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Best way to convince friend to accept apology?

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  • Best way to convince friend to accept apology?

    I've spent the last 5 years or so battling depression. It has been one of the toughest experiences of my life and caused me to come very close to suicide on several occasions. Over the summer I managed to get over my depression and start a new chapter in my life. It was one of the most liberating feelings I can describe and it is the most free and happy I can ever remember being. I met a particular friend in September and we became very close over the next few months due to our joint interests and relatable experiences.

    Eventually my friend started to become very depressed and I found myself forced to make a decision. I could either sit by and watch them fall into the same shadow that I had experienced, or I could intervene and try to help them through this. My fear was that if I dedicated myself to helping them pull through then I might once again redevelop my own depression and spend another half a decade fighting it. I decided that the friendship meant enough for me to risk my mental wellbeing if it could lead to them avoiding depression entirely and I was convinced if I did suffer depression once again they'd make the same decision and help me pull through. I helped my friend fight it, giving them plenty of advice, constantly calling them to make sure they weren't feeling lonely, going out and having fun experiences with them, helping them with their work etc. It worked and they very quickly pulled through. However, as I feared, so much time dedicated to them meant I was neglecting my own needs and my depression soon creeped back. I found myself feeling isolated and suicidal again, I went back onto medication and once more signed up for cognitive behavioural therapy. After a number of weeks I realised my friend wasn't making any effort to help me out. They'd used me as a support then disappeared, taking hours to reply to messages and claiming to be "too busy" to even talk to me. This caused me to argue with them. I let them know how I felt, how they had let me down and weren't doing enough to help me. They said that it was simply too much effort and the argument ended with us bringing up insults about each others characteristics.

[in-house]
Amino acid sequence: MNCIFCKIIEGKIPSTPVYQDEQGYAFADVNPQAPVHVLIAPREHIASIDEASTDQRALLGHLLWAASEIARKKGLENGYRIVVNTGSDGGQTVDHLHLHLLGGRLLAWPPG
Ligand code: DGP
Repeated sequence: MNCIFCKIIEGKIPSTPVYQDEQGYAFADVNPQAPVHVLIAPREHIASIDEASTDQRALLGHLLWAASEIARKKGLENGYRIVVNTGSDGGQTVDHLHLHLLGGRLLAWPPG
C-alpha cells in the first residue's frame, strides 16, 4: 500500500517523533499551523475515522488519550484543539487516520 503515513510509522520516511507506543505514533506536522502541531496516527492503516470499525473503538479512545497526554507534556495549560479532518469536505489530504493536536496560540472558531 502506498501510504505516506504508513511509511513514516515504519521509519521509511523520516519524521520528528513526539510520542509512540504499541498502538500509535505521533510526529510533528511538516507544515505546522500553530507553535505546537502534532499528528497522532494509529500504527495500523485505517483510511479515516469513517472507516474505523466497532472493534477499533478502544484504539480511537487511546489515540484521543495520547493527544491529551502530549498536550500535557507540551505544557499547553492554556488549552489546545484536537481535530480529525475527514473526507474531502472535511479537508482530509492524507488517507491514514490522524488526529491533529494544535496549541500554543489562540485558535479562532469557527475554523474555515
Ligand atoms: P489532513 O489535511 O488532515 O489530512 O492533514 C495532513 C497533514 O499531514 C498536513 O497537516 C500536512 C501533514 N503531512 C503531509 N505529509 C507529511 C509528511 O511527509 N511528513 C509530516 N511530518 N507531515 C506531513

After a few weeks of thought I realise I was wrong to essentially demand that they dedicate their time to helping me. It was wrong of me to have expected something without asking and to have gotten angry at them for not delivering. I want to apologise to them but I fear they will not take my apology seriously and will simply think it's me just looking for attention or sympathy. How can I show my friend that I understand and am genuinely sorry? What are the best methods of apologising? Is there anything I can do in addition to an apology that will help them understand?

    Thank you for your time.

  • #2
    How many friends do you have with this problem? The use of plural is too distracting. It's silly to use such constructions to avoid mention of gender.
    "What lips my lips have kissed and where and why I have forgotten." ~Edna St. Vincent Millay

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    • #3
      I'm referring to a singular friend here. My other friendships are all perfectly healthy.

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      • #4
        You give your apology if its sincere your friend will accept that, but you need also to understand that if he/she don't you can't force them to do so you will have to learn from that experience and move on, keep the door open btw and let them know that, its my advice to you, good luck.

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        • #5
          Saying that you are sorry is both the easiest and hardest part of apologizing It's just one little sentence but it can be hard to get out. It's the best way to start an apology though because it establishes upfront that you want to make amends...x))

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          • #6
            things like eye contact and appropriate expression of sincerity are important when you give a face-to-face apology...

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